A pioneering filmmaker and producer during a challenging era in American history for both women and people of color, Madeline Anderson confronted astounding obstacles within both the film industry and society at large. However, she remained undeterred and proceeded to make a series of powerful and timeless documentaries. Shot by the Maysles brothers and Richard Leacock, Integration Report 1 features haunting singing by a young Maya Angelou and captures the marches, sit-ins, rallies and boycotts in the months leading up to the first attempt at a march on Washington. A Tribute to Malcolm X, made for Black Journal, discusses the influence of the famous activist and includes an interview with his widow, Betty Shabazz. Anderson’s most critically lauded film, I Am Somebody, documents the struggle of 400 black hospital workers in Charleston, South Carolina, who went on strike demanding a fair wage increase. The film has the distinction of being the first half-hour documentary directed by an African American, unionized, female director. “I was determined to do what I was going to do at any cost. I kept plugging away. Whatever I had to do, I did it,” Anderson has said of her career. The Harvard Film Archive proudly presents the pioneering work of Madeline Anderson with the filmmaker in attendance to discuss her documentaries and the turbulent atmosphere in which these important films were created.
Co-presented by the Hutchins Center for African & African American Research, Harvard.
For more interviews and talks, visit the Harvard Film Archive Visiting Artists Collection page.
John Quackenbush 0:01
November 7, 2016. The Harvard Film Archive screened films by Madeline Anderson, including A Tribute to Malcolm X and I Am Somebody. This is the audio recording of the introduction and the Q&A that followed. Participating are filmmaker Madeline Anderson and HFA junior programmer, Jeremy Rossen.
Let's try this one more time.
Jeremy Rossen 0:28
Jeremy Rossen, Harvard Film Archive assistant curator. Thank you for joining us this evening on this historic evening of having this pioneering legend, Madeline Anderson, here in our presence. Before I get into the introduction, I just wanted to say a few special words of thanks. So I'd like to thank our co-presenters of this evening, the Hutchins Center of African and African American history, Skip Gates and Abby Wolf. I'd like to thank them for co-presenting this evening. I'd also like to thank Jake Perlin, who organized the wonderful series Tell It Like It Is that happened at Lincoln Center last fall, for a wealth of context information regarding a lot of these films; Walter Forsberg, from the newly opened and wonderful Smithsonian National Museum of American History and Culture, for providing us a brand-new, straight from the lab print of Integration Report 1, so we’ll be the first people to see this pristine print, and a beautifully made DCP scan of A Tribute to Malcolm X. And so we also have this evening Rhea Combs, who’s the Curator of Media Arts and Photography, here from the Smithsonian Museum, as well. So we'd like to welcome her. And lastly, we'd like to thank the NYPL for providing us a 16 millimeter preservation answer print of I Am Somebody, so I’d like to thank them. So, and also just a reminder, when we get started and the lights go down, just to keep your cell phones turned off, so that you don't disturb anyone here in the theater, so thank you. So I’d like to introduce Madeline by just giving a little backstory.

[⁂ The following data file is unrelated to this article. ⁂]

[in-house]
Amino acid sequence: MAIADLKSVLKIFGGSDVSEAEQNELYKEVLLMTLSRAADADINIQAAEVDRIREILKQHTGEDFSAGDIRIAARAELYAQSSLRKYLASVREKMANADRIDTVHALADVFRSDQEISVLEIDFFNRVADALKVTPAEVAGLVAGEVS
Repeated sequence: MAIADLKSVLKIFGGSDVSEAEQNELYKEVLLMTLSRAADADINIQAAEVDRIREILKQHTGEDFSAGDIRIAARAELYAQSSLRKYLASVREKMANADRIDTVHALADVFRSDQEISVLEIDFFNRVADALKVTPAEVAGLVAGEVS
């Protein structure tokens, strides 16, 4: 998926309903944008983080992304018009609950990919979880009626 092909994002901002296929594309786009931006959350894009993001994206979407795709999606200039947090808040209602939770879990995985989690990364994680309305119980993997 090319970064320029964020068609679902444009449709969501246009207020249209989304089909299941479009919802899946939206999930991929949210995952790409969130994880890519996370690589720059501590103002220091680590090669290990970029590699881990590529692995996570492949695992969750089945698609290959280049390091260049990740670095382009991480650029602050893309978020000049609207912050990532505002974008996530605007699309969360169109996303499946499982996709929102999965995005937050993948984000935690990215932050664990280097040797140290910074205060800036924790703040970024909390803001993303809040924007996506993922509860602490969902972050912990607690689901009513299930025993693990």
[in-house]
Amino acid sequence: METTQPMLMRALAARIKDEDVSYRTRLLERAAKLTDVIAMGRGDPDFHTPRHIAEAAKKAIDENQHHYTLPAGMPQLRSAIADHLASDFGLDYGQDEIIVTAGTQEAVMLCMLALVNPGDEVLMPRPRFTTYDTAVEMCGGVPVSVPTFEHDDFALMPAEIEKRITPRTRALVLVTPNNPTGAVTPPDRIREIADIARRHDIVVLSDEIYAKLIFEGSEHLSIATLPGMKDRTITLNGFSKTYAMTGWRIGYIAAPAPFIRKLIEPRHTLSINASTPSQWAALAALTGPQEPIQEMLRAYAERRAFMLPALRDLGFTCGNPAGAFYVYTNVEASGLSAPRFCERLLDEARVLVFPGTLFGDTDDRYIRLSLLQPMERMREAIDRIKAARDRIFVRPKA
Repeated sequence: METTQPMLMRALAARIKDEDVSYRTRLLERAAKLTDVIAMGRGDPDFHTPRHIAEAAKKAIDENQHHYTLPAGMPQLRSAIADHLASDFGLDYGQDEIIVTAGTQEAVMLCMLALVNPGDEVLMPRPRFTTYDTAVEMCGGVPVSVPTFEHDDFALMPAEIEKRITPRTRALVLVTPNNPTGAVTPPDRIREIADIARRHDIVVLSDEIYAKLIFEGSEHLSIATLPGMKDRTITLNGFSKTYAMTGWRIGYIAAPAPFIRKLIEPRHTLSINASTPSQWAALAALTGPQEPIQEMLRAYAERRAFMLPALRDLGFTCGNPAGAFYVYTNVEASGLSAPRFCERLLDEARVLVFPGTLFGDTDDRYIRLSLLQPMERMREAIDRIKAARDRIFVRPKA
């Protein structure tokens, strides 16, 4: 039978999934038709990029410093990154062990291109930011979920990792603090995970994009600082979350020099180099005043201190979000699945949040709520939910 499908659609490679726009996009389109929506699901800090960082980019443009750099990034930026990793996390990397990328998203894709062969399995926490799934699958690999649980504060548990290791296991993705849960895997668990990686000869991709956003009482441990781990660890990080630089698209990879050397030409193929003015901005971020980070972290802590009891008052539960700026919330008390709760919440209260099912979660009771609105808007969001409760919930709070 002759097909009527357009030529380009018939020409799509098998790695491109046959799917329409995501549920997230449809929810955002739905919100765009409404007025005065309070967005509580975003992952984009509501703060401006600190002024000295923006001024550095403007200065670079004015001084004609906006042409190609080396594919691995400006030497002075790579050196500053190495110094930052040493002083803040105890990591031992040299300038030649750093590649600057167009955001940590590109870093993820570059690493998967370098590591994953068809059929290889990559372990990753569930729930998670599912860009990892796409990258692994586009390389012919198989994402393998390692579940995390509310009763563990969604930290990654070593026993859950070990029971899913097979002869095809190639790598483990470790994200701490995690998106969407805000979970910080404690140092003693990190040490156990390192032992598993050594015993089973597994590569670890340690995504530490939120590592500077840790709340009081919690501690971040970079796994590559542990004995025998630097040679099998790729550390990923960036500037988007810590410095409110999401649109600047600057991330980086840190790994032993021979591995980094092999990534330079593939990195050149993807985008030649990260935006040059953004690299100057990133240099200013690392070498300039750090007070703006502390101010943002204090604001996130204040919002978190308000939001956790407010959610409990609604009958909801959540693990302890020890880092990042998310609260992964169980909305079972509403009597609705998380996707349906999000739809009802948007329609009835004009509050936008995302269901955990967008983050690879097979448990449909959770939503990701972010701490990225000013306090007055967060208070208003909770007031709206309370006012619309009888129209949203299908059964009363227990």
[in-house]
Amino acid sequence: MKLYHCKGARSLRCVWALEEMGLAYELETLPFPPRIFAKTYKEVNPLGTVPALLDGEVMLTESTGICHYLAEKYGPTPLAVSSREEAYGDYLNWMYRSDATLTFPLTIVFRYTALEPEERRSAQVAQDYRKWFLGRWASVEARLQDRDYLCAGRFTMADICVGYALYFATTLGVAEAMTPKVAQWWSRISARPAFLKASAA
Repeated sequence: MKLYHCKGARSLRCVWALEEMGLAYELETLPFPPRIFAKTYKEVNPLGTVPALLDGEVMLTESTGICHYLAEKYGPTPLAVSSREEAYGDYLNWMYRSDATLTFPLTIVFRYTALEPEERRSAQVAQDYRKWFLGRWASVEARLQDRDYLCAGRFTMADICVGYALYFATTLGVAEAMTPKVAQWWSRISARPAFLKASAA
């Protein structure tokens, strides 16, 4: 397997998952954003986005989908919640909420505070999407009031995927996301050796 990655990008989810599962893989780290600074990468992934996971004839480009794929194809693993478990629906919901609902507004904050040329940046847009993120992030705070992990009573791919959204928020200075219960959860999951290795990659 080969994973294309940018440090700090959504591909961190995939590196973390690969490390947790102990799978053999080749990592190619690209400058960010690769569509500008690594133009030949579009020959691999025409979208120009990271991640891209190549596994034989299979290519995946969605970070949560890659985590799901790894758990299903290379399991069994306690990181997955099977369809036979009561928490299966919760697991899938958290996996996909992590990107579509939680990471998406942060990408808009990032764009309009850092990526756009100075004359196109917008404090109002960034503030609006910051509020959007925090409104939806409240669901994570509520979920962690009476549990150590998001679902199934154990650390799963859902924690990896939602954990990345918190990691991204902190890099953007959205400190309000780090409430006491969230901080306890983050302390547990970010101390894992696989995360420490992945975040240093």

Madeline was a regular filmgoer from childhood. And she recognized early on the potential of the medium of film to educate and inform. As a child growing up in Lancaster, Pennsylvania, in the 1930s, Madeline loved going to the movies. But she was appalled at the way African Americans were portrayed. Madeline says, “I went to the movies every Saturday with my brother and our friends. We packed a lunch and stayed all day. The films we saw didn't reflect who we were. Even then I wanted to see us in films.”
And that's just what Madeline did. She became a filmmaker and television producer who challenged stereotypes and broke down barriers. Last year, the Smithsonian National Museum of African American History and Culture recognized her 1960 documentary, Integration Report 1, as the first such film directed by an American Black woman. With the making of I Am Somebody, Anderson became the first American-born Black woman in the film industry union to make a half-hour documentary film. With exceptional determination, Anderson endeavored to tell the stories of people who were not presented in the films she was seeing. As she realized her vision, she broke down barriers of race and gender at every turn.
In 1960, encouraged by an early mentor, documentary filmmaker Richard Leacock, she produced and directed her first film, Integration Report 1. That work, a wide-ranging look at the Civil Rights movement, exemplifies the clarity, economy of means, and political significance that would become the hallmarks of her career.